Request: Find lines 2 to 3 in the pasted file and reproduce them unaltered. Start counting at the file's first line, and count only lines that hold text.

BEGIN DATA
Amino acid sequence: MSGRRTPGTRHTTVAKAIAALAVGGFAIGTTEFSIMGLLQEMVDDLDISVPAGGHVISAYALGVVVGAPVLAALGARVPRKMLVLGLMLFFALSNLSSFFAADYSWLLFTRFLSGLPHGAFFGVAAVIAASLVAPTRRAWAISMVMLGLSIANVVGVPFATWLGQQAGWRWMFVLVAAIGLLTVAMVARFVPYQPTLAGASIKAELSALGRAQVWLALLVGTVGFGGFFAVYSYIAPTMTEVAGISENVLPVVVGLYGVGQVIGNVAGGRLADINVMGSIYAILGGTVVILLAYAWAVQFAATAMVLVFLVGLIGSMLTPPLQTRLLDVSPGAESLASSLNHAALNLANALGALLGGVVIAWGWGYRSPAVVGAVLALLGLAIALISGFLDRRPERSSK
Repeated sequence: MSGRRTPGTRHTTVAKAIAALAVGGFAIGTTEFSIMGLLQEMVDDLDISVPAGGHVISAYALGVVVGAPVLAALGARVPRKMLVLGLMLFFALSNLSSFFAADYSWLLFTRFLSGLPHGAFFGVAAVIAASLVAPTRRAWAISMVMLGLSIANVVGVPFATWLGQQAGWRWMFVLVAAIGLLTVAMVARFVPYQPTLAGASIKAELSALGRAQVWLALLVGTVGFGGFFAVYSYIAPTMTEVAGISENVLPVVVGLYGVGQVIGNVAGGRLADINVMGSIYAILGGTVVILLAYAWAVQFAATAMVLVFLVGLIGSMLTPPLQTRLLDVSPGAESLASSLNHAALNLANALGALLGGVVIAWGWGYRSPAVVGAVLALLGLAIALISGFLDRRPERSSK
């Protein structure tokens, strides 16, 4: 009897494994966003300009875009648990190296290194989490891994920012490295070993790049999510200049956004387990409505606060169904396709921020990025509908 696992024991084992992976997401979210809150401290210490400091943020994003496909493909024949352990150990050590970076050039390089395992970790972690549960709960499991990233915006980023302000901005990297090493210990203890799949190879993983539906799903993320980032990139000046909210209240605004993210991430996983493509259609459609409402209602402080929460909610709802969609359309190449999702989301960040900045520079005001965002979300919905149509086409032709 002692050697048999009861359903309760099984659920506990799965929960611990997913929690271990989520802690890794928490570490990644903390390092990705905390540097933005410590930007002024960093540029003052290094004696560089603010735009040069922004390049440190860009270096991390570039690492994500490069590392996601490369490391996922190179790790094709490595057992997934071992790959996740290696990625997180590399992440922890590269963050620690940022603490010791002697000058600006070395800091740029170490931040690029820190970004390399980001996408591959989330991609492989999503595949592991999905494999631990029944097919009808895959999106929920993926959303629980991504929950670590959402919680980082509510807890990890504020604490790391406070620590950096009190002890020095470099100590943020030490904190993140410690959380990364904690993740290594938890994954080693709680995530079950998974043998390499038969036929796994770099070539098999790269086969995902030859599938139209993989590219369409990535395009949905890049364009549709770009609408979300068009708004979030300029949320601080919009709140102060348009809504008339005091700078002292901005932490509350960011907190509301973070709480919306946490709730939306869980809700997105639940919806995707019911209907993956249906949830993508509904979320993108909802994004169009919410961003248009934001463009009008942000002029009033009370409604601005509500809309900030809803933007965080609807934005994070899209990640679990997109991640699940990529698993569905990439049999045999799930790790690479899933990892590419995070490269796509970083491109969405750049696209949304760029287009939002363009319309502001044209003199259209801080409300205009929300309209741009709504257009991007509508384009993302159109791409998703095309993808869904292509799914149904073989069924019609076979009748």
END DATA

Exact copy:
Repeated sequence: MSGRRTPGTRHTTVAKAIAALAVGGFAIGTTEFSIMGLLQEMVDDLDISVPAGGHVISAYALGVVVGAPVLAALGARVPRKMLVLGLMLFFALSNLSSFFAADYSWLLFTRFLSGLPHGAFFGVAAVIAASLVAPTRRAWAISMVMLGLSIANVVGVPFATWLGQQAGWRWMFVLVAAIGLLTVAMVARFVPYQPTLAGASIKAELSALGRAQVWLALLVGTVGFGGFFAVYSYIAPTMTEVAGISENVLPVVVGLYGVGQVIGNVAGGRLADINVMGSIYAILGGTVVILLAYAWAVQFAATAMVLVFLVGLIGSMLTPPLQTRLLDVSPGAESLASSLNHAALNLANALGALLGGVVIAWGWGYRSPAVVGAVLALLGLAIALISGFLDRRPERSSK
């Protein structure tokens, strides 16, 4: 009897494994966003300009875009648990190296290194989490891994920012490295070993790049999510200049956004387990409505606060169904396709921020990025509908 696992024991084992992976997401979210809150401290210490400091943020994003496909493909024949352990150990050590970076050039390089395992970790972690549960709960499991990233915006980023302000901005990297090493210990203890799949190879993983539906799903993320980032990139000046909210209240605004993210991430996983493509259609459609409402209602402080929460909610709802969609359309190449999702989301960040900045520079005001965002979300919905149509086409032709 002692050697048999009861359903309760099984659920506990799965929960611990997913929690271990989520802690890794928490570490990644903390390092990705905390540097933005410590930007002024960093540029003052290094004696560089603010735009040069922004390049440190860009270096991390570039690492994500490069590392996601490369490391996922190179790790094709490595057992997934071992790959996740290696990625997180590399992440922890590269963050620690940022603490010791002697000058600006070395800091740029170490931040690029820190970004390399980001996408591959989330991609492989999503595949592991999905494999631990029944097919009808895959999106929920993926959303629980991504929950670590959402919680980082509510807890990890504020604490790391406070620590950096009190002890020095470099100590943020030490904190993140410690959380990364904690993740290594938890994954080693709680995530079950998974043998390499038969036929796994770099070539098999790269086969995902030859599938139209993989590219369409990535395009949905890049364009549709770009609408979300068009708004979030300029949320601080919009709140102060348009809504008339005091700078002292901005932490509350960011907190509301973070709480919306946490709730939306869980809700997105639940919806995707019911209907993956249906949830993508509904979320993108909802994004169009919410961003248009934001463009009008942000002029009033009370409604601005509500809309900030809803933007965080609807934005994070899209990640679990997109991640699940990529698993569905990439049999045999799930790790690479899933990892590419995070490269796509970083491109969405750049696209949304760029287009939002363009319309502001044209003199259209801080409300205009929300309209741009709504257009991007509508384009993302159109791409998703095309993808869904292509799914149904073989069924019609076979009748």